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For the first part of my career in ministry and design, I largely paid no attention to the style I used. After all, I wear flip-flops literally all the time (including during snow storms). So what did I really know about style?

Looking back, I realize I missed a huge opportunity to better communicate with my audience. When I first began dabbling in the ancient art of Photoshop, I simply put all kinds of elements together and hoped, in the end, I could get them to look okay.

I missed out on style.

The word ?style? often gets a bad rap in churches. Most old-school church leaders will tell you that it is all about the substance. While it?s true that style should never rise above the substance in our churches, using the right style in music, video, preaching, and ,especially, graphic design is a key component to creating the right environment to lead people to connect with our Creator.
In the rest of this article I would like to take a few minutes of your time, and share with you five graphic design styles churches are or should be using. Whether you know it or not, everything your church is doing right now is communicating a message. So why not become aware of what exactly you are saying with your style?

1. Minimalist

minimalist

This design style happens to be my favorite?and not just because I love Apple. Minimal design is all about throwing away the clutter and distractions, which is exactly what I want to do for people entering my church on Sunday. Using the philosophy of ?less is more? is one of the best ways to create clear and clean graphics for everything your church puts out.

2. Flat design

flat design style

Okay I’ll admit it: Flat design is, essentially, a subcategory of the minimalist style we just talked about. I do, however, think it is worth mentioning on its own. The flat design style is all about creating 2D awesomeness using brightly colored backgrounds and eye-catching illustrations that allow the viewer to quickly focus. Our churches can use this style to create quick design elements that are focused and easy to follow.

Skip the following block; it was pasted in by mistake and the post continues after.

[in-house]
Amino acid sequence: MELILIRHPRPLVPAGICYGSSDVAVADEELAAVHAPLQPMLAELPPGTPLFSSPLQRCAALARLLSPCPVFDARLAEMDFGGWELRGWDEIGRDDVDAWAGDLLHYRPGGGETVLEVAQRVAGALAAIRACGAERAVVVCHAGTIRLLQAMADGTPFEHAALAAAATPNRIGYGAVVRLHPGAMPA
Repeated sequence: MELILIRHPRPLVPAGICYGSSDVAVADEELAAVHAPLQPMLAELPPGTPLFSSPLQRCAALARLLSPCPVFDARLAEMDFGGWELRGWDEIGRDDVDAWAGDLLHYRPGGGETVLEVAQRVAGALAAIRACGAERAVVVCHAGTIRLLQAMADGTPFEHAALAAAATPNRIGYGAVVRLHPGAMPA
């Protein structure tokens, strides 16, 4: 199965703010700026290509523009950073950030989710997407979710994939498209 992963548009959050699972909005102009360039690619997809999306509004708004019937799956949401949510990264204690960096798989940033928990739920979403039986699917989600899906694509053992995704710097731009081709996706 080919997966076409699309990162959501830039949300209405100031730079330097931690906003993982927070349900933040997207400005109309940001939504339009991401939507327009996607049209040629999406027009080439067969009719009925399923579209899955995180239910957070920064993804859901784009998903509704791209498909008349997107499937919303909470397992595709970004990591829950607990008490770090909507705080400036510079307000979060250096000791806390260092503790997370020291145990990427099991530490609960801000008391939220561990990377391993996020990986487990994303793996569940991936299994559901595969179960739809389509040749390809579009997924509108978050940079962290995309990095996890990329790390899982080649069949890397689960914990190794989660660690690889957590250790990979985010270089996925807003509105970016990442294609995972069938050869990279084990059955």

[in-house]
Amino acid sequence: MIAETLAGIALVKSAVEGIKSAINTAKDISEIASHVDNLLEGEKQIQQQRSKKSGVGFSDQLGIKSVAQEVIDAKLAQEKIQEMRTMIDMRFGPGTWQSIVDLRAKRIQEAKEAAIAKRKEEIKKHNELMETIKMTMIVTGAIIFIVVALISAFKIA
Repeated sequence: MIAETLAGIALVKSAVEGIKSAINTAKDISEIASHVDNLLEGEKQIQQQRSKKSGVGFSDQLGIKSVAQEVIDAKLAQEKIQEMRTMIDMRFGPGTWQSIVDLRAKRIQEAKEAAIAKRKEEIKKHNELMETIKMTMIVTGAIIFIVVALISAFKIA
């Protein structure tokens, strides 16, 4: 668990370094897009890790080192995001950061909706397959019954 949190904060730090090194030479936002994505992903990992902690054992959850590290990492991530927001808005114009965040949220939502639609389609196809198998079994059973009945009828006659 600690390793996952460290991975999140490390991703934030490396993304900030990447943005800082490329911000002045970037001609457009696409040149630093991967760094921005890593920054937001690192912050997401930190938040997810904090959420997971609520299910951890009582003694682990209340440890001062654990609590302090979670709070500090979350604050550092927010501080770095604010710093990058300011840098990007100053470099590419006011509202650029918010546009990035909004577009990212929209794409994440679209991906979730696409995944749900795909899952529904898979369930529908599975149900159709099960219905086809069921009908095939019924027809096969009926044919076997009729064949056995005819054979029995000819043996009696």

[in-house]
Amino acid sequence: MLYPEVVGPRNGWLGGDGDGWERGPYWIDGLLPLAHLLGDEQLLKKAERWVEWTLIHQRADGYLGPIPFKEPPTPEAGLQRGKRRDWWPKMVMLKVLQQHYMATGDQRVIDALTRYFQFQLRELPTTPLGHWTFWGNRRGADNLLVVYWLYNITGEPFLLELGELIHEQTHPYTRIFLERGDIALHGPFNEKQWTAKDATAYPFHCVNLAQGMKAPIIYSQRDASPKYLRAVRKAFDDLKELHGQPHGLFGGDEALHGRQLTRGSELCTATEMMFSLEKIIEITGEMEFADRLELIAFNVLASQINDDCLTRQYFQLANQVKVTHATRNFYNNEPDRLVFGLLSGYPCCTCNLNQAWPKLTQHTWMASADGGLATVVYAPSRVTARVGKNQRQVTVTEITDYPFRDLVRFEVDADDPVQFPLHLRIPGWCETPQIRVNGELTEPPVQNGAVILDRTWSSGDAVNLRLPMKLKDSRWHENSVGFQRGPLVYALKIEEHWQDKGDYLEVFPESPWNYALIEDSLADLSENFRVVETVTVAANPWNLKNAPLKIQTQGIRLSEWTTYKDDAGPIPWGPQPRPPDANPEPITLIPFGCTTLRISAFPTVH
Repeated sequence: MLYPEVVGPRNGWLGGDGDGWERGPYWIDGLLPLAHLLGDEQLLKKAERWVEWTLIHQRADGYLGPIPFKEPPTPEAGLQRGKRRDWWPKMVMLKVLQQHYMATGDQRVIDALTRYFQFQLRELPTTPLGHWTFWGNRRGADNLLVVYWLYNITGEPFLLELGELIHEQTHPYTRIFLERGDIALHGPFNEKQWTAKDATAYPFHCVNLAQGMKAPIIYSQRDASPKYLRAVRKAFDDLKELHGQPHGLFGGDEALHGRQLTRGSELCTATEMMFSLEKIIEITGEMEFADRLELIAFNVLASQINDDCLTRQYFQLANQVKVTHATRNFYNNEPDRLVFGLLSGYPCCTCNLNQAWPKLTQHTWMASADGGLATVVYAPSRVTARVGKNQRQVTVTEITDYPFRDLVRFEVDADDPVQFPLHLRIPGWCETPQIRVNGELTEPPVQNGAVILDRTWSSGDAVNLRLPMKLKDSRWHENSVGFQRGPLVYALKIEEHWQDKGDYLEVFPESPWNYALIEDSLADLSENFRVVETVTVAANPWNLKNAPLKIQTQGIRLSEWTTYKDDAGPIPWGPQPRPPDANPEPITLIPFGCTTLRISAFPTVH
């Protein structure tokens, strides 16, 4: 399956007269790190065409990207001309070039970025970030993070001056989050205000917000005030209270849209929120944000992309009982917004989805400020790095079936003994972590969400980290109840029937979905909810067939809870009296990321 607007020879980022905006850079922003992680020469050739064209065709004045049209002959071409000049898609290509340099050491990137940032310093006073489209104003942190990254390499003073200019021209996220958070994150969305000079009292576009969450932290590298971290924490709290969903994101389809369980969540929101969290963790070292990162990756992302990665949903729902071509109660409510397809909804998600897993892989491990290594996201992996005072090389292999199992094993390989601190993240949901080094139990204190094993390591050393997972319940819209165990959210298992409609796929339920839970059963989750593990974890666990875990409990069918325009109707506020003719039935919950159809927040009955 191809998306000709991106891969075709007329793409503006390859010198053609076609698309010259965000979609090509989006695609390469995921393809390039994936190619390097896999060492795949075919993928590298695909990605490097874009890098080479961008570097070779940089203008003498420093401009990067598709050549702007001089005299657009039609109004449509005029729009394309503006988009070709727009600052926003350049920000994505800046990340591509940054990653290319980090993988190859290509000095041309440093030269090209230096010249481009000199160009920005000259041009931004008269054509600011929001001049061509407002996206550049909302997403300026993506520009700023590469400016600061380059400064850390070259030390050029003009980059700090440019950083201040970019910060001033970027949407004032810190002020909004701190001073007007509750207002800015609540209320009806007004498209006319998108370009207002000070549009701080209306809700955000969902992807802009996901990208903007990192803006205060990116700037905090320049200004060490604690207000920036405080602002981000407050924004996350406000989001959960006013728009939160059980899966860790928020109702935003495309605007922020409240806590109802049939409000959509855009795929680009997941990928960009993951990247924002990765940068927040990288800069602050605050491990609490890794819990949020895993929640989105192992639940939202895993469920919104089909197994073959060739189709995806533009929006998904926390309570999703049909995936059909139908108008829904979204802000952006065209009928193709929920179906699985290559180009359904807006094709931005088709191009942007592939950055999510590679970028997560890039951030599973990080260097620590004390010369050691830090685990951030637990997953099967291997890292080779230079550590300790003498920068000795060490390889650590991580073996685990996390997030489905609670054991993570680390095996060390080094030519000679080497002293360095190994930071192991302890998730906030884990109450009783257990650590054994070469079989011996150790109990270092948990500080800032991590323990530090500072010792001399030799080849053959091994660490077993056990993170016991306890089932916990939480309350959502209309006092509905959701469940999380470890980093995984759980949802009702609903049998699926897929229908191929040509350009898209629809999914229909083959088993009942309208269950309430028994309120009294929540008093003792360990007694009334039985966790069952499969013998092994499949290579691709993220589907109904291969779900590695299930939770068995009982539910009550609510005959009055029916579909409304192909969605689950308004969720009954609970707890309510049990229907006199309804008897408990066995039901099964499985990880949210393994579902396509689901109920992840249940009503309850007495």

3. Masculine

masculine style

Raise your hand if your church has ever had trouble getting men to be contributors in your church. Consider my hand raised. One of the ways we, as church creatives, have failed is by not making our sermons, music, and designs manly enough. For too long, we have used flowers and pastel colors that drive men to roll their eyes. Creating things that are more masculine in appearance can help our churches reach out to men better. Typically, using straight lines, rough edges, and angles is the best place to start if you want to make more masculine graphics.

4. Corporate

corporate style

Generally, I like to stay away from this style, but is does have its place in our churches. Most unchurched people have been given the impression that churches are no more than small corporations whose pastors drive expensive cars and live in gigantic houses. That personally does not offend me; however, in our creative work, I think it’s important to keep that stereotype in the back of our minds. Keep your corporate-looking designs for things that should look
corporate (like annual reports or logos) and stay away from corporate-looking marketing and promotional products.

5. Vintage

vintage design style

One of the most popular styles for designers right now is vintage. I also lovingly refer to this as hipster. Using this style requires muted colors and dirty textures. Possibly the best part of this design category is the classic look of the typography. This style is excellent for the more urban and millennial age churches. It works incredibly well with sermon series design, logos, and all things youth ministry.

Knowing who you are and what your church is about is the most important part of design. Having an idea of what graphic style your church should be using will help keep things uniform and neat and present your church as a professional organization that cares about the details. That, in turn, shows care for the people.

That being said, I don’t think we, as designers, should limit ourselves to one style that agrees with our personal tastes. Knowing what you want to communicate on each individual project will increase the value of your designs to a level you never dreamed.

If you are always using the masculine style, you may or may not have a female revolt on your hands. On the flip side, using only female colors will drive away the men you are desperate to reach. So keep a sharp eye on the design styles you choose.

Creating the style that communicates the right message will help take your church graphics and branding to the next level.

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